I also owned an AP oil-spaced 155 F7 triplet and generally agree with the statement from Astronomy Magazine.

 

Bob


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#32 25585

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Posted 13 October 2020 - 01:12 PM

Takitis flaring up again. But I need a beefier mount, a Rowan AZ100 or APM Maxload could take a TOA I assume.

 

Interesting to know that the DM6 has stiction with lighter scopes....



#33 Tyson M

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Posted 13 October 2020 - 02:54 PM

Takitis flaring up again. But I need a beefier mount, a Rowan AZ100 or APM Maxload could take a TOA I assume.

 

Interesting to know that the DM6 has stiction with lighter scopes....

Both mounts likely can take it, for sure the APM Maxload / Losmandy HD tripod will.

 

Still no cure for Takitis though im afraid.



#34 Tyson M

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Posted 13 October 2020 - 03:05 PM

I'm tempted by the TOA-130 to step up from a 100 mm APO. However reading on this site the TOA-130 has longer acclimation times then what I'm used too.  I've tried searching but could not find any metrics on scopes acclimation times say for 130 mm scopes.

Would you be tempted by other scopes if the cool down time was faster as to me one of the attraction of a refractor is that you don't have to wait all nigh to be able to use the it? 

I would not choose a TOA if you're worried about cooldown times. You chose it for other reasons.

 

Lzos can have robust lens cells and OTAs, so they can take a long time too also being air spaced.

 

I would look at oil spaced options if that important to you.  AP, CFF, TEC, ect.



#35 noisejammer

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Posted 17 October 2020 - 04:16 AM

I would not choose a TOA if you're worried about cooldown times. You chose it for other reasons.

 

Lzos can have robust lens cells and OTAs, so they can take a long time too also being air spaced. ...

I own a TOA150 and an LZOS 115/805. Both are air-spaced triplets. I've carried and used each from winter in Northern Ontario (night minimums of -25C & 10C swings) to the deserts of Southern Africa (daytime peaks of 40C & 20-22 C daily swing.)

 

In 12 years with the Tak and 4.5 with the LZOS, cool down has never been an issue. Any wierdness was totally dominated by atmospheric turbulence, atmospheric dispersion and ground seeing.

 

Nevertheless, if you are still concerned, SCT & Mak users have a cure for tube currents. Wrap your scope & dew shield in Reflectix. If you can't find that locally, you can cut up car windshield shades (which seem to be made of similar stuff.)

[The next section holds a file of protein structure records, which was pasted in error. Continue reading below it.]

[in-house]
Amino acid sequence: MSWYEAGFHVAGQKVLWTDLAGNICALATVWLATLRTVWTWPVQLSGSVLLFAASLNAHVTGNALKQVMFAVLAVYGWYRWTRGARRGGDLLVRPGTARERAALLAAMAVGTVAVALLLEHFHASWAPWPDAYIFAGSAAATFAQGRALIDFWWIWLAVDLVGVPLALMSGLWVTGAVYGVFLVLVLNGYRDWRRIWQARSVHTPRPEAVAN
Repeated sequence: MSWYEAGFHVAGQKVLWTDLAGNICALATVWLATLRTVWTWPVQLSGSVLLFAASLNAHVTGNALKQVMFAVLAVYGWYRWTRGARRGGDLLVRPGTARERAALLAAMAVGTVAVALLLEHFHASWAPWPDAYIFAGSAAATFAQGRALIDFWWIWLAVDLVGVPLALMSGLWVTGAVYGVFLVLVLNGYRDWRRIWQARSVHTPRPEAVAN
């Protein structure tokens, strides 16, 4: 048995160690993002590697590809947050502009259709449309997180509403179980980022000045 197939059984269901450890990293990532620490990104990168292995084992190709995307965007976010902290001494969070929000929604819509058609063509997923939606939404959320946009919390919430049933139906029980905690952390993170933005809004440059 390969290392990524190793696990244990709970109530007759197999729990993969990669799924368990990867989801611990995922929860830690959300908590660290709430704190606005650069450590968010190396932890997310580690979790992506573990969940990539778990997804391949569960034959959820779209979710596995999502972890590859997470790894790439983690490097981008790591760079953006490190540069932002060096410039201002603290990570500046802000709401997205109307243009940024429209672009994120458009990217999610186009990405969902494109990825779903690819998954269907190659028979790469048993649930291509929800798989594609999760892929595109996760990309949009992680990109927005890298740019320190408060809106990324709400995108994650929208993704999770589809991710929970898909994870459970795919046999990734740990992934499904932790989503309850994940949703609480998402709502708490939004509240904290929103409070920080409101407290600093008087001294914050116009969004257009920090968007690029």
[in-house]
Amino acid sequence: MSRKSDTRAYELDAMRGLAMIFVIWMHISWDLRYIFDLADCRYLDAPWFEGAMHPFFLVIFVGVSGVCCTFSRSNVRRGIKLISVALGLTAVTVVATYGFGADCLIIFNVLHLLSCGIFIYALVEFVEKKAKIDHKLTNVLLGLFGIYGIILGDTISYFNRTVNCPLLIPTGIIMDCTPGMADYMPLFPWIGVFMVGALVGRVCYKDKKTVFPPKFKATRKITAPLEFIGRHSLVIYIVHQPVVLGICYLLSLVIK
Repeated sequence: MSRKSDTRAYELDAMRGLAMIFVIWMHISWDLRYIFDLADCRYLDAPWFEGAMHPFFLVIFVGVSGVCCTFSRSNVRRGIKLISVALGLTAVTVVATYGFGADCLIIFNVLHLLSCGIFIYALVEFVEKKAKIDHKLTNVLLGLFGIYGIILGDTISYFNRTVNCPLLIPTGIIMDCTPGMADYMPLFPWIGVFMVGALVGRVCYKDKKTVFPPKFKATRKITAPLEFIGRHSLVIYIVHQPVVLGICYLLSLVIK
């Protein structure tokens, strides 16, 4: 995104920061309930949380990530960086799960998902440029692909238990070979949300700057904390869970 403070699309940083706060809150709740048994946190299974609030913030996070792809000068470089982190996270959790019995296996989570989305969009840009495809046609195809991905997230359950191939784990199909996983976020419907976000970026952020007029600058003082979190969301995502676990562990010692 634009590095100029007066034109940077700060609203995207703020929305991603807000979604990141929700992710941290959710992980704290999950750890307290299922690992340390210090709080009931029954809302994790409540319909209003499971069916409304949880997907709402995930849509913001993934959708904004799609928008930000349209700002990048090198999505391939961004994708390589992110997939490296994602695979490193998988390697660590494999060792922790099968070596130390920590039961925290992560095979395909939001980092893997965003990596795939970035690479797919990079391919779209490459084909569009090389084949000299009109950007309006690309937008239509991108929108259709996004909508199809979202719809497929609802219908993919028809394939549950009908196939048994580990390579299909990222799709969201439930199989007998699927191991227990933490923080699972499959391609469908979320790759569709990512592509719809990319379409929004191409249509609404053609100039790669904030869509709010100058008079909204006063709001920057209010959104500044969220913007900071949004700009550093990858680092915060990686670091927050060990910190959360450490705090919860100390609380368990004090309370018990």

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#36 Tyson M

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Posted 17 October 2020 - 12:59 PM

I own a TOA150 and an LZOS 115/805. Both are air-spaced triplets. I've carried and used each from winter in Northern Ontario (night minimums of -25C & 10C swings) to the deserts of Southern Africa (daytime peaks of 40C & 20-22 C daily swing.)
 
In 12 years with the Tak and 4.5 with the LZOS, cool down has never been an issue. Any wierdness was totally dominated by atmospheric turbulence, atmospheric dispersion and ground seeing.
 
Nevertheless, if you are still concerned, SCT & Mak users have a cure for tube currents. Wrap your scope & dew shield in Reflectix. If you can't find that locally, you can cut up car windshield shades (which seem to be made of similar stuff.)


Reflectix does work wonders. It basically solved prolonged tube currents with an 8" mak cass I had.

Edited by Tyson M, 17 October 2020 - 01:00 PM.


#37 aa6ww

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Posted 19 October 2020 - 12:12 PM

I had a TOA-130 for about 9 years. It has excellent optics for a 5" refractor. All new 5" refractors  have excellent optics now.

 

 

...Ralph



#38 25585

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Posted 20 October 2020 - 09:14 AM

I had a TOA-130 for about 9 years. It has excellent optics for a 5" refractor. All new 5" refractors  have excellent optics now.

 

 

...Ralph

What made you sell it? I remember your glowing reviews.



#39 ron scarboro

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Posted 20 October 2020 - 05:01 PM

I had a TOA130 for about 6 years waiting on my AP lotto ticket to come in.  After getting my AP130, I owned both scopes for a couple of years before selling the Tak.

 

I never considered cooldown an issue with the Tak until I got the AP.  Setting them up side by side it became apparent that the TOA took much longer (generally twice as long) to perform at the AP level.  When it did, it was every bit the match of the AP, but what I always attributed to seeing was the Tak cooling down.  Only having the two scopes with such similar performance capabilities back to back revealed the difference.

 

Clear skies,

 

Ron